Written by Stephanie Siam
Let’s get ready to rummmmble!!!!!!
The late 19th century (probably before and most certainly until some point after) saw a Western cultural predominance of labeling people according to disorders. If you’ve ever taken a look at literature or societal psychology from this time period, you’re sure to be acquainted with ideas such as leeching or frontal lobotomies.
Of course, if you spent more than 3 seconds looking at the recipients of such pleasant treatments, you’ll notice they often have one thing in common: the “fairer” sex.
Ah, yes. Throughout history, women have continuously been dealt the bad reputation of being unpredictable and emotional. Therefore, we tend to be considered weaker and prone to act irrationally based on our feelings at any given time.
Unfortunately, though the West has (mostly) progressed past this deluded mindset, other nations are still far behind understanding how a woman’s body works for – or against – her.
Not only that, but when it comes to women’s rights and inclusion, many societies base their ideologies on misappropriated ayat (verses) from the Qur’an and/or ahadith in order to subjugate, dismiss and maintain the patriarchal status quo on the (irrational and idiotic) basis that:
Women are easily confused and should not be given full responsibility or choice due to their precarious emotional states.
Go with me now to the year 2012. . . . .
We are still in Saudi Arabia, but it is nearing the end of my contract. We will be moving soon, and as the end grew ever nearer, I realize I am happy to go. Our time has been pleasant, but it is finished.
My husband’s niece has gotten engaged, so we make a weekend-trip to Kuwait for her engagement party. Now, I’m no extrovert, and I hate parties – but, it is for family, so I have to go to show support.
On the way to the border, we stop and eat lunch at a Hungry Bunny (fast food burgers) with bathrooms so clean I would eat off the floors. We hit the road, and I grab a cup of ice to go (because I have pica, and I crave ice).
Once in Kuwait, we get settled in the hotel (apartment) with my sister-in-law, and then we head to my other sister-in-law’s (mother-of-the-bride) for dinner. I don’t feel too well, so I don’t eat much. I think I am just tired from traveling. It was a long week at work, and there are lots of people in the house. I nibble.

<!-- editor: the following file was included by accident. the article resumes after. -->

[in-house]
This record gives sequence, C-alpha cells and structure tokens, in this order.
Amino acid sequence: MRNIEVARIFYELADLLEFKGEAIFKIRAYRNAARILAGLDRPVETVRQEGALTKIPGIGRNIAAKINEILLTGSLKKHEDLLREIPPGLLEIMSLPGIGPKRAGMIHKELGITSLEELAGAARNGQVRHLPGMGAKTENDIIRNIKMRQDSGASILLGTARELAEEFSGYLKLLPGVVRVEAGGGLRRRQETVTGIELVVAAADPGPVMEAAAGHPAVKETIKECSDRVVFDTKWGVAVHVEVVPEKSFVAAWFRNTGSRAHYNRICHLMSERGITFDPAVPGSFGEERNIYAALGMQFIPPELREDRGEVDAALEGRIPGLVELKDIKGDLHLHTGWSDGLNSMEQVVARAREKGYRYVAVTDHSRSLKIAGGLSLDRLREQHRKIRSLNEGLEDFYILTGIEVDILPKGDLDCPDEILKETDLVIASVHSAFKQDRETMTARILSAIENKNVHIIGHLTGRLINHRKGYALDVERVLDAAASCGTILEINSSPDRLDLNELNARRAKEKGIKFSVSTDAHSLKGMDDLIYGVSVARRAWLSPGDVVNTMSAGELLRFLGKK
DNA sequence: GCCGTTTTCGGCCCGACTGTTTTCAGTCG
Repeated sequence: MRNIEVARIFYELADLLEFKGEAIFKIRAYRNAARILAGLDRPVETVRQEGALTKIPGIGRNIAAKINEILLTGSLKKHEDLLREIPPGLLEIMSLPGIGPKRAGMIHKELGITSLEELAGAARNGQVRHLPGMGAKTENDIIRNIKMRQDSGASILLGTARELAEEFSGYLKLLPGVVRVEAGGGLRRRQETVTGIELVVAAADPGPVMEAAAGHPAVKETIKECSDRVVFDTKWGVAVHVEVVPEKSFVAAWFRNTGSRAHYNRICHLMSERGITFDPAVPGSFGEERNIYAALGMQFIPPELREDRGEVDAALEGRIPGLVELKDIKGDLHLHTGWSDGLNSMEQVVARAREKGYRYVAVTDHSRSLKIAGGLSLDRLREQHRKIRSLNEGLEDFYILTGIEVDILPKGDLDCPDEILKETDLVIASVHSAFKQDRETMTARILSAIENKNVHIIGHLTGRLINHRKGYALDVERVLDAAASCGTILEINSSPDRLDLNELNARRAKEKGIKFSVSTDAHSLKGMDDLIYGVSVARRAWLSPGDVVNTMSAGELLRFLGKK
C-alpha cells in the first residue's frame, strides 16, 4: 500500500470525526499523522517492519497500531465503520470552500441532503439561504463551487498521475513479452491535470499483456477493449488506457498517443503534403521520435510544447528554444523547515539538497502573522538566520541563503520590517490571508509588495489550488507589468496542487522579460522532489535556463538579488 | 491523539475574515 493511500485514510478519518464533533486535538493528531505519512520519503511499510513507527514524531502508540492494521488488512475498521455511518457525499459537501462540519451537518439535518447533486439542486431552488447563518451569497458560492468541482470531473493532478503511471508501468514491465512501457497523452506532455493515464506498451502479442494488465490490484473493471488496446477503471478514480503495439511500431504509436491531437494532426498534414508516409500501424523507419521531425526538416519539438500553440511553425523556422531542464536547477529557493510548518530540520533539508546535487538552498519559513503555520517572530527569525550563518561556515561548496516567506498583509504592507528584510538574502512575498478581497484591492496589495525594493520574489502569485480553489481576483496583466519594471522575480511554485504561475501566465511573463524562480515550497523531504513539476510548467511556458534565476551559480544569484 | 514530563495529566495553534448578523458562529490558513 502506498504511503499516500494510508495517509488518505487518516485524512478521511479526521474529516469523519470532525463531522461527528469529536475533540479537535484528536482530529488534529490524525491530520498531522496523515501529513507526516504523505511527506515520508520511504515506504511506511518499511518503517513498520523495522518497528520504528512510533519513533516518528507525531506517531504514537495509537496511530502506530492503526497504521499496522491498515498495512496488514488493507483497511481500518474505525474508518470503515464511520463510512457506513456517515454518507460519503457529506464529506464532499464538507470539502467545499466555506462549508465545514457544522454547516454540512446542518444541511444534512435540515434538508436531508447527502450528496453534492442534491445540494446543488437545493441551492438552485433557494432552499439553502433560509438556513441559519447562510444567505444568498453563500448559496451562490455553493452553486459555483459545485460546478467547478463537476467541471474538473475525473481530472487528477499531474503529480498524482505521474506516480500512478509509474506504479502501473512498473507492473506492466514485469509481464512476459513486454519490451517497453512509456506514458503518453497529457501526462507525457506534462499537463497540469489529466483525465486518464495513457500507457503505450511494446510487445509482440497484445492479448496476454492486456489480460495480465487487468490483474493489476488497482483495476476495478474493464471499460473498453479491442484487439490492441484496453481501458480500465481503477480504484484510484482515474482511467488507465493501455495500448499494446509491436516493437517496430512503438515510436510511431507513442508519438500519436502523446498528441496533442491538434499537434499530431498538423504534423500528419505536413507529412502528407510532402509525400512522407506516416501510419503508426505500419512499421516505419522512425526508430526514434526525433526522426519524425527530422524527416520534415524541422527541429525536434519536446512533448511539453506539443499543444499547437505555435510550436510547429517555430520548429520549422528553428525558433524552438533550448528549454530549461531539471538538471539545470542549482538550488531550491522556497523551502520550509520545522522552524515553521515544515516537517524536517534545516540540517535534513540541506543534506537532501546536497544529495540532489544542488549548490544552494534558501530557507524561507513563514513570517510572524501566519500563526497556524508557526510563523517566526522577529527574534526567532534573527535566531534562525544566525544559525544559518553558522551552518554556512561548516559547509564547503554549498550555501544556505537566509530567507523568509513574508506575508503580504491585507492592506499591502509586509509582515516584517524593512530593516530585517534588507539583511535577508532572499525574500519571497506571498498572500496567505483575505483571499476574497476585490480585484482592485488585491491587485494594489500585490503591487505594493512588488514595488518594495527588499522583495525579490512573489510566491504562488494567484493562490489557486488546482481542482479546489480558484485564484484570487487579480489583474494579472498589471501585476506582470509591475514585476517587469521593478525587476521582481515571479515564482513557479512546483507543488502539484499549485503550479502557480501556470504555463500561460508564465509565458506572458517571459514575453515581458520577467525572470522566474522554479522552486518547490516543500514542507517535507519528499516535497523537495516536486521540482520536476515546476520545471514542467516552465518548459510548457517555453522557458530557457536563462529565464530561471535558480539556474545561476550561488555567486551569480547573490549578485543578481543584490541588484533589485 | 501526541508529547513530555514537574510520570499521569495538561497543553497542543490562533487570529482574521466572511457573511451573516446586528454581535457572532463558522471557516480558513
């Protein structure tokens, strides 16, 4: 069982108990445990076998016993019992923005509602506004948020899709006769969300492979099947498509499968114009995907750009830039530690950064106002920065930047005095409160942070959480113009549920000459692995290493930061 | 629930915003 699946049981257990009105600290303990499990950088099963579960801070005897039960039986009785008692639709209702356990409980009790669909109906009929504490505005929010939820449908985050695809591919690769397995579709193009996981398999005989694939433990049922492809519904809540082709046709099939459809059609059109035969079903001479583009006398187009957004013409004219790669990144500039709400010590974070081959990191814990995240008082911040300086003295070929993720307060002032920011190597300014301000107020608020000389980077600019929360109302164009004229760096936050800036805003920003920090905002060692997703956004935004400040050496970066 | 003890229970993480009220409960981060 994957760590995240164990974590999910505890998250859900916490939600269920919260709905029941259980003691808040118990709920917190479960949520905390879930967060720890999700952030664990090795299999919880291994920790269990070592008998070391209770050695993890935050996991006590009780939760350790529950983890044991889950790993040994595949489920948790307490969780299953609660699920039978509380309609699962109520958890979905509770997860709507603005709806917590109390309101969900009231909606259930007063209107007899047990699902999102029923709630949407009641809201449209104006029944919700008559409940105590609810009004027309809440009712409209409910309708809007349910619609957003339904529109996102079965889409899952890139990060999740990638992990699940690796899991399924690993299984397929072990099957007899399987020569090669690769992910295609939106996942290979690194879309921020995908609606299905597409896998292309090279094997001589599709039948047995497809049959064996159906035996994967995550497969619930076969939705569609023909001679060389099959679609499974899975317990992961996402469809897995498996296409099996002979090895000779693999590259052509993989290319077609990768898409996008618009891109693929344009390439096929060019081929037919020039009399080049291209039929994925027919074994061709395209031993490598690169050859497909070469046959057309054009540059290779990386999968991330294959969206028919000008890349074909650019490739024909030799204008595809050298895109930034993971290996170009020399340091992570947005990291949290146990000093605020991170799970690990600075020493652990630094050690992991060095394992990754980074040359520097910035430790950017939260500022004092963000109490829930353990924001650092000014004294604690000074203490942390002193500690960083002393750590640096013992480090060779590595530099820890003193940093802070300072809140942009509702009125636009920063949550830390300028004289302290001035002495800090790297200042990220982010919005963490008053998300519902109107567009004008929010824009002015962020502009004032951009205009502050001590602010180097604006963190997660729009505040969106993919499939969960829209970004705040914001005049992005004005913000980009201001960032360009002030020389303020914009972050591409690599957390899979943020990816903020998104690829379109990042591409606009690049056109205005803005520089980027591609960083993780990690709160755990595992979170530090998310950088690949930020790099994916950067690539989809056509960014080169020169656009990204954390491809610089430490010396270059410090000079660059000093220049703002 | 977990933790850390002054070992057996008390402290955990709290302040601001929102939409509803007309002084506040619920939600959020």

Change scenes. We’re at the mall. Everybody’s happy and laughing. I can barely walk. Once again, I attribute it to being tired, plus I have major back issues, so I thought, “Eh, figures.” I sit and watch them walk around, having a grand time. I’m labeled as unsociable.
It’s the night of the party. I get all dolled up, and I even do my hair (it was just for women at the beginning). Get to the party. Start to get a migraine. I’m thinking, “Great….perfect timing.” By the middle of the party, I have to leave and go sit in the car. I’m dizzy, my head is throbbing and I’m pouring sweat.
The next day, we go to the movies. I’m still feeling queasy, but I warrior through. Afterward, all the family wants to go out to do something (I can’t even remember, I was so sick). I said I couldn’t, and I asked my hubby to take me back to the hotel. I barely got back to the room before I was choking and throwing up. He said, “I feel sorry for you, but I’m happy because now I can tell them there’s really something wrong!” (It sounds insensitive, but I understood what he meant.)
We finally get back to Saudi, and I start feeling better. I thought it was just a stomach bug. Then, Laila gets sick. And mine returns.
So, we head to the doctor. While Hubby takes Laila downstairs to the pediatrician, I wait to be seen by the doctor upstairs.
Now, you must understand this: I have a laundry list of medical issues that puts me at the doctor quite often. I have several chronic conditions that require treatment and stabilization — and they have been. At one point in the past, however, I had some chest pain. I knew there was nothing seriously wrong, but when you present with chest pain, they do the heart tests and make you see the heart doctor for a follow-up.
While I’m waiting to see the doctor, the heart doctor is sitting nearby talking to a nurse. . .about me. They’re speaking in Arabic, but he keeps motioning toward me. She keeps looking. Then the nurse of the doctor I’m waiting to see comes by and joins in the conversation. They continue talking about me. The gist: I’m there all the time. . .or, I’m a hypochondriac.
When it’s finally my turn, I go in to see the doctor (whom I’ve seen before). I run down my list of symptoms: sweating, fever, nausea, diarrhea, pain, etc.
Again, please note: The nurse did not take my temperature, and even though my blood pressure was high, it wasn’t seen as important.
The doctor asks about my husband. Yes, that’s right. My husband should be there to verify my problem.